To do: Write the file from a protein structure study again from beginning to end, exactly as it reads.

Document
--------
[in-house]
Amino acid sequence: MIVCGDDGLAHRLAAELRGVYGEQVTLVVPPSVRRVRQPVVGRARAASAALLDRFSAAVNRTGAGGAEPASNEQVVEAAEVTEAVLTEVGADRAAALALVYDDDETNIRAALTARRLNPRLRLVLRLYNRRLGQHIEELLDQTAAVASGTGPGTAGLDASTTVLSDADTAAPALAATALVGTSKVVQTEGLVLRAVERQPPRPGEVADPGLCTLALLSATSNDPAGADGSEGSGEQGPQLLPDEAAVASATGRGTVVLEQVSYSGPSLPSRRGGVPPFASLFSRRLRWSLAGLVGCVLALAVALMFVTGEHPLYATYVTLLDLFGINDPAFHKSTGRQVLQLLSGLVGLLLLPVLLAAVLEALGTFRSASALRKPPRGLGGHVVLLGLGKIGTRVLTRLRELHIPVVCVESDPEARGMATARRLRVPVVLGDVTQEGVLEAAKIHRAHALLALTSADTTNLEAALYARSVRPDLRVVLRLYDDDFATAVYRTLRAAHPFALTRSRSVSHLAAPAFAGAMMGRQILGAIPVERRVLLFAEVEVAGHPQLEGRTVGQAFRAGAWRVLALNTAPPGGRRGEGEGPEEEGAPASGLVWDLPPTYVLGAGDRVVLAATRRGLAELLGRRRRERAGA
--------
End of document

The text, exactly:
[in-house]
Amino acid sequence: MIVCGDDGLAHRLAAELRGVYGEQVTLVVPPSVRRVRQPVVGRARAASAALLDRFSAAVNRTGAGGAEPASNEQVVEAAEVTEAVLTEVGADRAAALALVYDDDETNIRAALTARRLNPRLRLVLRLYNRRLGQHIEELLDQTAAVASGTGPGTAGLDASTTVLSDADTAAPALAATALVGTSKVVQTEGLVLRAVERQPPRPGEVADPGLCTLALLSATSNDPAGADGSEGSGEQGPQLLPDEAAVASATGRGTVVLEQVSYSGPSLPSRRGGVPPFASLFSRRLRWSLAGLVGCVLALAVALMFVTGEHPLYATYVTLLDLFGINDPAFHKSTGRQVLQLLSGLVGLLLLPVLLAAVLEALGTFRSASALRKPPRGLGGHVVLLGLGKIGTRVLTRLRELHIPVVCVESDPEARGMATARRLRVPVVLGDVTQEGVLEAAKIHRAHALLALTSADTTNLEAALYARSVRPDLRVVLRLYDDDFATAVYRTLRAAHPFALTRSRSVSHLAAPAFAGAMMGRQILGAIPVERRVLLFAEVEVAGHPQLEGRTVGQAFRAGAWRVLALNTAPPGGRRGEGEGPEEEGAPASGLVWDLPPTYVLGAGDRVVLAATRRGLAELLGRRRRERAGA